Wake up! Children of the world

Wake up! – Children of the World, 2021
Video, 60 min.

Original film; Children of the World, 1972.
16 mm, 25 min.

The children’s programme Children of the World was on broadcasted between 1972–1981 in Japan. The program followed hundreds of families with children from all around the world. There was also an episode about Ingela Johansson's family and her sisters. The children's program is a mix between documentary film and fairytale, which is enforced by the fact that the narrator's voice is well recognized in Japan as belonging to the Moomin character.
The TV-series was produced by one of Japan's largest television companies and was one of the first major Japanese depictions abroad that showed ordinary families in a world undergoing globalization. The script and direction of the various children's programmes follow the same structure regardless of country and context. The Swedish episode based on the Johansson family was about staging an idea of the Swedish society from a Japanese perspective at this time. Throughout the program there is an anthropological view that is based on children's perspective, where you get to follow children in different everyday situations, in school and during their spare time. It is a depiction of family life in the 70´s. The program shows reflections of social justice and welfare issues, something that is not common in today's children's programmes.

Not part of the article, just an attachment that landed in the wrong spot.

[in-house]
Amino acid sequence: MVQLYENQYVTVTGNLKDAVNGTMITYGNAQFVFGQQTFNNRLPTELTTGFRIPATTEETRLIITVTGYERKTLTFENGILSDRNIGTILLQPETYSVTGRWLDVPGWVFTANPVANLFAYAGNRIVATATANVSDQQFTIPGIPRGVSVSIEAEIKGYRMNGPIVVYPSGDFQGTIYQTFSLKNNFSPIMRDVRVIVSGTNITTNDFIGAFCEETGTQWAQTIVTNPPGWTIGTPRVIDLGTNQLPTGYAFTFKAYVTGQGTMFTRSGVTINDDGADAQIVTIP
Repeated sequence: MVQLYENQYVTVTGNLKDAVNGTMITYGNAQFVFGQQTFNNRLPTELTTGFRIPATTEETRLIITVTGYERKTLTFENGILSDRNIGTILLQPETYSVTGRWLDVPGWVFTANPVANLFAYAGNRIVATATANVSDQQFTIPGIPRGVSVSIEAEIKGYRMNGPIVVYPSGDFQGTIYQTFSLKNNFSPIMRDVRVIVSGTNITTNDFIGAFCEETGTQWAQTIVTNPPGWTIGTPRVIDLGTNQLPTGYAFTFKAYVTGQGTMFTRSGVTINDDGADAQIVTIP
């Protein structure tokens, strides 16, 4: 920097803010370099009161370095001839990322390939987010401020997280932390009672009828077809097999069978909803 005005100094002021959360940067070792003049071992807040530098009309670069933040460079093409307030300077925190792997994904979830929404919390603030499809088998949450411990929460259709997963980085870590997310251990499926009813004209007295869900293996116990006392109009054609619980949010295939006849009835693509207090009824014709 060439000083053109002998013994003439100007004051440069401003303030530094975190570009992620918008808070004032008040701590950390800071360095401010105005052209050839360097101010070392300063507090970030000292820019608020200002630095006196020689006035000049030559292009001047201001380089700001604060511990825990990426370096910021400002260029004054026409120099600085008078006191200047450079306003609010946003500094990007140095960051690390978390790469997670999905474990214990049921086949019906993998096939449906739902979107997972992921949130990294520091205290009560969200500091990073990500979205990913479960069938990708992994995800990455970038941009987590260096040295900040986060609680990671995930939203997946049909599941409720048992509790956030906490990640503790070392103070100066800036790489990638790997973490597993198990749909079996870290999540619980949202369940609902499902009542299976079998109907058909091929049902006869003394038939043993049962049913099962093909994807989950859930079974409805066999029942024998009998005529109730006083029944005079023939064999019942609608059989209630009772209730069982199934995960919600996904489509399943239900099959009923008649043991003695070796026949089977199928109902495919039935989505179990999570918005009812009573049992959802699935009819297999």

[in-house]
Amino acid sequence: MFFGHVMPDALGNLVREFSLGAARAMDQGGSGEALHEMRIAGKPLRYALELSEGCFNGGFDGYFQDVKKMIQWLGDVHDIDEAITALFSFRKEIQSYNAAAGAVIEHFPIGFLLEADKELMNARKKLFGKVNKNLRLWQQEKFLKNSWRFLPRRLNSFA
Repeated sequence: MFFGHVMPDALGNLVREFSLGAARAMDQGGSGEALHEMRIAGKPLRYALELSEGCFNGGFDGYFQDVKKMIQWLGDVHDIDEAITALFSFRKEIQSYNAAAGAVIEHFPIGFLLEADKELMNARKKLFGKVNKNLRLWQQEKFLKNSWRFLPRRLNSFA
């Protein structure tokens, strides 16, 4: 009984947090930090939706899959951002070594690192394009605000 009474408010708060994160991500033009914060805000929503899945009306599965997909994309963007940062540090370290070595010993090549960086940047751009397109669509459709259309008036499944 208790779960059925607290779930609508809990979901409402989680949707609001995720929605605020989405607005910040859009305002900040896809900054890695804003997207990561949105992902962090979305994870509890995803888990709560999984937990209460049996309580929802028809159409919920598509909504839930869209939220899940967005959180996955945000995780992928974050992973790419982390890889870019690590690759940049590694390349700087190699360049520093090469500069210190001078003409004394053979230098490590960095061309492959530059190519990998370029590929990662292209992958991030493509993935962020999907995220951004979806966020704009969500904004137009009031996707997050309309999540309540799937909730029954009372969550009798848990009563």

Johansson has complied her research on the children's program Children of the World in a film Wake up! – Children of the World (2021).
The film is based on material filmed in 2009 in Japan. In the film we meet filmmakers from the production company TBS Vision. During her journey in Japan, Johansson uses the Swedish episode of Children of the World (1972) as a kind of social object, a meeting place, where people in her vicinity help her to decode the children's programme's storyline. Gradually, the plot unfolds about the 1970´s Japanese welfare structure and dreams of a better life. The script and the plot paint an excessively idealistic image of Sweden. However, what emerges from the TV-series, is a sense of hope towards the future and a society in transformation passed on to the children.